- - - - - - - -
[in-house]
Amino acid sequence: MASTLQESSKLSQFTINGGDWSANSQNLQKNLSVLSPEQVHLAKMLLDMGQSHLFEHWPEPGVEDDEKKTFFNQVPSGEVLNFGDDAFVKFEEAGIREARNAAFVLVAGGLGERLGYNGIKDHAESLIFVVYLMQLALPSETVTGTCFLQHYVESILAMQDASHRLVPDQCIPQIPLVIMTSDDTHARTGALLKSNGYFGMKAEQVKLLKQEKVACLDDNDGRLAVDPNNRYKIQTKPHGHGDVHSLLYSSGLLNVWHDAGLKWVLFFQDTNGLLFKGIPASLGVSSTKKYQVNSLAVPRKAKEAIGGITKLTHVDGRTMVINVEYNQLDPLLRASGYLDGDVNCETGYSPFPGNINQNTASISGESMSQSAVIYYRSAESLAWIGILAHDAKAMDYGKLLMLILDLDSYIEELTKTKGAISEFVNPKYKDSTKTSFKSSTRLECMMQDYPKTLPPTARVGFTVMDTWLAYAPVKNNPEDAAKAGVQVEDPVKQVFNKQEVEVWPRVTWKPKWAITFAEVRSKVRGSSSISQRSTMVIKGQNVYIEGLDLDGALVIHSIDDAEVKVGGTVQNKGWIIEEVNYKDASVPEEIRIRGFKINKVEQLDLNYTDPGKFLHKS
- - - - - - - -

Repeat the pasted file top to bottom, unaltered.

[in-house]
Amino acid sequence: MASTLQESSKLSQFTINGGDWSANSQNLQKNLSVLSPEQVHLAKMLLDMGQSHLFEHWPEPGVEDDEKKTFFNQVPSGEVLNFGDDAFVKFEEAGIREARNAAFVLVAGGLGERLGYNGIKDHAESLIFVVYLMQLALPSETVTGTCFLQHYVESILAMQDASHRLVPDQCIPQIPLVIMTSDDTHARTGALLKSNGYFGMKAEQVKLLKQEKVACLDDNDGRLAVDPNNRYKIQTKPHGHGDVHSLLYSSGLLNVWHDAGLKWVLFFQDTNGLLFKGIPASLGVSSTKKYQVNSLAVPRKAKEAIGGITKLTHVDGRTMVINVEYNQLDPLLRASGYLDGDVNCETGYSPFPGNINQNTASISGESMSQSAVIYYRSAESLAWIGILAHDAKAMDYGKLLMLILDLDSYIEELTKTKGAISEFVNPKYKDSTKTSFKSSTRLECMMQDYPKTLPPTARVGFTVMDTWLAYAPVKNNPEDAAKAGVQVEDPVKQVFNKQEVEVWPRVTWKPKWAITFAEVRSKVRGSSSISQRSTMVIKGQNVYIEGLDLDGALVIHSIDDAEVKVGGTVQNKGWIIEEVNYKDASVPEEIRIRGFKINKVEQLDLNYTDPGKFLHKS